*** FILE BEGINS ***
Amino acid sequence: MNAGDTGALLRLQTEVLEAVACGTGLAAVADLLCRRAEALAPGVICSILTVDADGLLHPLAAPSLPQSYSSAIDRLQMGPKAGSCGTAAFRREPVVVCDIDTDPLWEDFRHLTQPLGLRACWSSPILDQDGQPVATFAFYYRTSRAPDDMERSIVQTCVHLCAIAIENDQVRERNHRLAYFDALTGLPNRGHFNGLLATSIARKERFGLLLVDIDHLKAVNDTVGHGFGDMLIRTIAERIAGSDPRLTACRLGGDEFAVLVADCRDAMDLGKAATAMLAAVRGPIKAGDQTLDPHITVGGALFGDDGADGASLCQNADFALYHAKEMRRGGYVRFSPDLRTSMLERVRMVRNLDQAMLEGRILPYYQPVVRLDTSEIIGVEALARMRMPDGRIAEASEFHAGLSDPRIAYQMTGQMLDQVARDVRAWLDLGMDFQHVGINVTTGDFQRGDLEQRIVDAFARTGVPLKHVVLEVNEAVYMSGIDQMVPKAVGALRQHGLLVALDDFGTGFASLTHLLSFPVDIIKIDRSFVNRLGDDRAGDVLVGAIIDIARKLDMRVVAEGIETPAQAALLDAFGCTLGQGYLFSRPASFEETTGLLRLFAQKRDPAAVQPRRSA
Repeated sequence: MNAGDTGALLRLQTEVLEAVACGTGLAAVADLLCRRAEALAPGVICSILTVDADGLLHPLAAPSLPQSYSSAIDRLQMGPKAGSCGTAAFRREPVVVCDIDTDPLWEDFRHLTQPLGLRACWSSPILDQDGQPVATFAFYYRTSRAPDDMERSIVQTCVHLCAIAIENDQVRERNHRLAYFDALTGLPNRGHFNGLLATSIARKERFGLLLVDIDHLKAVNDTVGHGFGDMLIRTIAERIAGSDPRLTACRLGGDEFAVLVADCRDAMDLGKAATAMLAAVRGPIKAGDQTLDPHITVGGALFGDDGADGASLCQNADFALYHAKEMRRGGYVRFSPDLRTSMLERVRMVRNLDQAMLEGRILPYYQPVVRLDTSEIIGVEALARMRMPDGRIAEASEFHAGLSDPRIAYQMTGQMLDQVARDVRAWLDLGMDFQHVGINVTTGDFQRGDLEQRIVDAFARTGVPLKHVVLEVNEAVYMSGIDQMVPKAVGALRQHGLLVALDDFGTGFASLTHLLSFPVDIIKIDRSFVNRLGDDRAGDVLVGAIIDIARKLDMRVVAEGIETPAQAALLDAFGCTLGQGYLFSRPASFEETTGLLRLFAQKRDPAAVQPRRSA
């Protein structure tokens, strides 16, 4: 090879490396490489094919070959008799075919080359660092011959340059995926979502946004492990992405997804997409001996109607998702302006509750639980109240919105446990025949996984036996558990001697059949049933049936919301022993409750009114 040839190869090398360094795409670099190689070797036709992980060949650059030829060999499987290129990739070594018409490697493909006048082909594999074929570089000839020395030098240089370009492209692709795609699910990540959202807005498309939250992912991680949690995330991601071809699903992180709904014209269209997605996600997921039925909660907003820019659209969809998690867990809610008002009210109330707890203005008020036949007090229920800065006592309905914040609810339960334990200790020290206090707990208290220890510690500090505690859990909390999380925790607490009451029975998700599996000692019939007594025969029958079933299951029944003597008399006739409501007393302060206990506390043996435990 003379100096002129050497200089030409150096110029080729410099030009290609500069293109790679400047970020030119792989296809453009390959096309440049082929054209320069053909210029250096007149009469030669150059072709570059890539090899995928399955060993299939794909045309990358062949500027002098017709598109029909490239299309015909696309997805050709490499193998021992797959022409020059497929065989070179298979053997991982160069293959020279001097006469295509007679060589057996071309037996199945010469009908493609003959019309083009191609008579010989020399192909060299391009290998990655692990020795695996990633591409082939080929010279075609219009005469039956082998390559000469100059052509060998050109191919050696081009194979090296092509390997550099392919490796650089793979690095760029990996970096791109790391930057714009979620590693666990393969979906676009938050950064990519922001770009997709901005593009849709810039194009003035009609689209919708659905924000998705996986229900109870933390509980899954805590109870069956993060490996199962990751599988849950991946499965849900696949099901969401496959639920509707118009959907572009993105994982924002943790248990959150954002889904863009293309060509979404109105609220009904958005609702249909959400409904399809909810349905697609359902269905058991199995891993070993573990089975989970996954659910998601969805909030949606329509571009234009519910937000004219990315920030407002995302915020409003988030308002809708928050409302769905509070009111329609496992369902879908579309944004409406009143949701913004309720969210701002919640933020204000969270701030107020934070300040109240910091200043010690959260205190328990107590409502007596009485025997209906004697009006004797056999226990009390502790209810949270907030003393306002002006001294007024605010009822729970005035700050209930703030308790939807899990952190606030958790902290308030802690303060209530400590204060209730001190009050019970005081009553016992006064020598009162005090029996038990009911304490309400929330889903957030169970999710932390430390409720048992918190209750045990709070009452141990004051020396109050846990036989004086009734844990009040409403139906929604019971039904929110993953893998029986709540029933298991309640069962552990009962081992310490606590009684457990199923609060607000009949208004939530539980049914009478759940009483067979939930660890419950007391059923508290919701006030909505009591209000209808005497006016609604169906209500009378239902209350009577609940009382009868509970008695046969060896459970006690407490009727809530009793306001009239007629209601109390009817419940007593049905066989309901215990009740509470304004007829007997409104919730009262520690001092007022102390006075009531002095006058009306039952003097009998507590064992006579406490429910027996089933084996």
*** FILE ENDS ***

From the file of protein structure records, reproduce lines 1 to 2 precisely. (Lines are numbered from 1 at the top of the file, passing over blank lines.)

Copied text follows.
Amino acid sequence: MNAGDTGALLRLQTEVLEAVACGTGLAAVADLLCRRAEALAPGVICSILTVDADGLLHPLAAPSLPQSYSSAIDRLQMGPKAGSCGTAAFRREPVVVCDIDTDPLWEDFRHLTQPLGLRACWSSPILDQDGQPVATFAFYYRTSRAPDDMERSIVQTCVHLCAIAIENDQVRERNHRLAYFDALTGLPNRGHFNGLLATSIARKERFGLLLVDIDHLKAVNDTVGHGFGDMLIRTIAERIAGSDPRLTACRLGGDEFAVLVADCRDAMDLGKAATAMLAAVRGPIKAGDQTLDPHITVGGALFGDDGADGASLCQNADFALYHAKEMRRGGYVRFSPDLRTSMLERVRMVRNLDQAMLEGRILPYYQPVVRLDTSEIIGVEALARMRMPDGRIAEASEFHAGLSDPRIAYQMTGQMLDQVARDVRAWLDLGMDFQHVGINVTTGDFQRGDLEQRIVDAFARTGVPLKHVVLEVNEAVYMSGIDQMVPKAVGALRQHGLLVALDDFGTGFASLTHLLSFPVDIIKIDRSFVNRLGDDRAGDVLVGAIIDIARKLDMRVVAEGIETPAQAALLDAFGCTLGQGYLFSRPASFEETTGLLRLFAQKRDPAAVQPRRSA
Repeated sequence: MNAGDTGALLRLQTEVLEAVACGTGLAAVADLLCRRAEALAPGVICSILTVDADGLLHPLAAPSLPQSYSSAIDRLQMGPKAGSCGTAAFRREPVVVCDIDTDPLWEDFRHLTQPLGLRACWSSPILDQDGQPVATFAFYYRTSRAPDDMERSIVQTCVHLCAIAIENDQVRERNHRLAYFDALTGLPNRGHFNGLLATSIARKERFGLLLVDIDHLKAVNDTVGHGFGDMLIRTIAERIAGSDPRLTACRLGGDEFAVLVADCRDAMDLGKAATAMLAAVRGPIKAGDQTLDPHITVGGALFGDDGADGASLCQNADFALYHAKEMRRGGYVRFSPDLRTSMLERVRMVRNLDQAMLEGRILPYYQPVVRLDTSEIIGVEALARMRMPDGRIAEASEFHAGLSDPRIAYQMTGQMLDQVARDVRAWLDLGMDFQHVGINVTTGDFQRGDLEQRIVDAFARTGVPLKHVVLEVNEAVYMSGIDQMVPKAVGALRQHGLLVALDDFGTGFASLTHLLSFPVDIIKIDRSFVNRLGDDRAGDVLVGAIIDIARKLDMRVVAEGIETPAQAALLDAFGCTLGQGYLFSRPASFEETTGLLRLFAQKRDPAAVQPRRSA